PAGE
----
16. 16. @tjcognc Step 5: Focus on Prioritization Old Method used by TARPO  50% local project rankings (county level)  20% safety (crash data and AADT data)  10% connectivity (filling gaps, connecting to existing system)  15% consistency with an adopted plan  5% jurisdictional collaboration New Method  50% local project rankings (county level)  7.5% project purpose (transport or recreation)  10% access to underserved populations  15% safety (crash data and AADT data)  10% connectivity (filling gaps AND connection to activity centers)  7.5% priority corridors
  17. 17. @tjcognc Step 5: Focus on Prioritization  Steering committee identified priority corridors based on trying to connect to the areas identified as prioritization goals (e.g. connections to activity centers, low-income neighborhoods, network gaps, etc.)  This was an attempt to identify projects with a greater regional benefit and reduce the number of projects prioritized for funding to a more reasonable number (reduced from 1200 to 600)
  18. 18. @tjcognc Step 5: Focus on Prioritization Example Full Project Set: Example Priority Network:
  19. 19. @tjcognc Step 6: Report The final report includes:  Vision Statement, Goals, Objectives, Action Steps, and Implementation Plan  Discussion of the Benefits of Bicycle and Pedestrian Infrastructure  Tables and Maps of all planned projects (also links to the online maps, which are easier to read/use)  Recommended Prioritization Process Improvements  Calculated scores for all “Priority Network” projects, to help identify the projects with greatest funding potential  Discussion of Funding Sources/Opportunities
  20. 20. @tjcognc Use of the Framework With Our State & Local Partners  Modified our policy for scoring bicycle and pedestrian projects in the STI process based on the framework recommendations  After only getting 3 projects ($650,000) funded in previous NCDOT prioritization round, received funding for 7 projects ($3.5M) under our revised scoring system and submittal process  Used the recommendations from the regional framework as the basis for the bicycle/pedestrian element of the Moore County Comprehensive Transportation Plan (joint plan developed and adopted by local governments, NCDOT, and RPO)  Used mapping and recommendations to inform NCDOT’s project development consultants on needs related to highway projects  Provided policy language as an input to a local bike/plan underway in Town of Carthage  Shared shapefiles with NCDOT, which was developing a database of bicycle and pedestrian plans around the state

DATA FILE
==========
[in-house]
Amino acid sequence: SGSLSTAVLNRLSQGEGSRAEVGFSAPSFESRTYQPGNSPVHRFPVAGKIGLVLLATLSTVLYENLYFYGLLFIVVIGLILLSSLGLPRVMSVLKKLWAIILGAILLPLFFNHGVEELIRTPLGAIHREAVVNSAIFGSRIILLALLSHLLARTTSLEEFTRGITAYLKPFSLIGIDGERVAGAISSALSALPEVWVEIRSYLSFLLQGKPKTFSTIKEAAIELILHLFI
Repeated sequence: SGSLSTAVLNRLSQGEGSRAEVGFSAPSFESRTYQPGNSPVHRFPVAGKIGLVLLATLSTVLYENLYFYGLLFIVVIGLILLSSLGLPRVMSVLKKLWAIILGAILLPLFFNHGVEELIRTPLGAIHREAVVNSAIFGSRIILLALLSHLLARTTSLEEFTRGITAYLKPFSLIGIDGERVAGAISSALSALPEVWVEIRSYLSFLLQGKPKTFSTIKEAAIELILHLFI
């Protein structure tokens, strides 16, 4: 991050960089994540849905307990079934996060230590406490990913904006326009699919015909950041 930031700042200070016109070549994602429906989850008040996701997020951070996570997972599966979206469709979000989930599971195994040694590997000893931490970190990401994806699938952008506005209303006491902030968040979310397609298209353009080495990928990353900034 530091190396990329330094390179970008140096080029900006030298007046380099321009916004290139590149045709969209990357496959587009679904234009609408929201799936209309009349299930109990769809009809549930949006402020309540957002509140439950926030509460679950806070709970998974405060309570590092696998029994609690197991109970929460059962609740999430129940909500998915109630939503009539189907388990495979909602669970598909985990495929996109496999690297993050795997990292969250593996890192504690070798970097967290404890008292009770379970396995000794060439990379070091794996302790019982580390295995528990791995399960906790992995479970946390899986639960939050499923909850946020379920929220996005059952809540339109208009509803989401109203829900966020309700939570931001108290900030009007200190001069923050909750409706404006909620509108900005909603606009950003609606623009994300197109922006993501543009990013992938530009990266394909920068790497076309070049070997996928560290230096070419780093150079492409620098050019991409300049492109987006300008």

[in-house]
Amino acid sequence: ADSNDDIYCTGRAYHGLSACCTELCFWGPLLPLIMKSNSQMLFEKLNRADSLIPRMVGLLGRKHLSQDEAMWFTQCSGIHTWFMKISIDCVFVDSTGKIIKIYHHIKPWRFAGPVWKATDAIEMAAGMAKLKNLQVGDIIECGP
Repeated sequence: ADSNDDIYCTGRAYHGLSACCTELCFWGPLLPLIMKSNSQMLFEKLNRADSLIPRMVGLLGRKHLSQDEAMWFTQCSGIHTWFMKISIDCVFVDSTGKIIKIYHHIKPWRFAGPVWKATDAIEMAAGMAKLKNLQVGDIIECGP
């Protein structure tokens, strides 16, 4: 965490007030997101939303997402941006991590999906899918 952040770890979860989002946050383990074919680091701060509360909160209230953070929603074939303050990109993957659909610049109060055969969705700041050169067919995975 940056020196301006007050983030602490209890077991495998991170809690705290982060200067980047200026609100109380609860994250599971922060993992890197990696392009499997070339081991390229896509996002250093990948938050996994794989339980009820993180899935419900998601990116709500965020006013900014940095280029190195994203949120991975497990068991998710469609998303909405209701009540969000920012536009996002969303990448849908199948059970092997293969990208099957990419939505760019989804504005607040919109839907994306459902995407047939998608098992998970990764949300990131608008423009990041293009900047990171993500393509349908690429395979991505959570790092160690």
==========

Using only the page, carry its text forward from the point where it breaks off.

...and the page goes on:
21. 21. @tjcognc Next Steps  It is likely necessary to update the plan every 3-5 years in order to keep the information up-to-date. Quite a few recommendations are already changing due to new local planning, changes in local priorities, development impacts, more detailed design work being completed, and construction of projects.  TARPO committee members have expressed interest in the tourism promotion potential, particularly related to the bicycle touring routes. We will likely explore opportunities in this vein, such as establishing a web map of the bike routes that local tourism sites could point to, or the development of maps/brochures of the routes.
  22. 22. @tjcognc Questions? Contact Information: Matt Day, AICP CTP Principal Planner Triangle J Council of Governments Triangle Area RPO mday@tjcog.org (919) 558-9397